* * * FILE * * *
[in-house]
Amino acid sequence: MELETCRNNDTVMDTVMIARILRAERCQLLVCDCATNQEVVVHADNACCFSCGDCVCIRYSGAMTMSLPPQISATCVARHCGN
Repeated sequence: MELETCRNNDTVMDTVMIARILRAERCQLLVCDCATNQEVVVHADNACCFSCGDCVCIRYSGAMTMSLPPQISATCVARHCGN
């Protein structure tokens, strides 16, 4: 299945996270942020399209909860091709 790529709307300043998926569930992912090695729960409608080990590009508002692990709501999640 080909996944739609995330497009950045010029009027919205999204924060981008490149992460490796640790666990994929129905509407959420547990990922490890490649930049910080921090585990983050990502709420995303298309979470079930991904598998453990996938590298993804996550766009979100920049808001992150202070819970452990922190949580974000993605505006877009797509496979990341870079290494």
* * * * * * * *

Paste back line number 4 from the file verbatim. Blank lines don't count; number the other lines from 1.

């Protein structure tokens, strides 16, 4: 299945996270942020399209909860091709 790529709307300043998926569930992912090695729960409608080990590009508002692990709501999640 080909996944739609995330497009950045010029009027919205999204924060981008490149992460490796640790666990994929129905509407959420547990990922490890490649930049910080921090585990983050990502709420995303298309979470079930991904598998453990996938590298993804996550766009979100920049808001992150202070819970452990922190949580974000993605505006877009797509496979990341870079290494």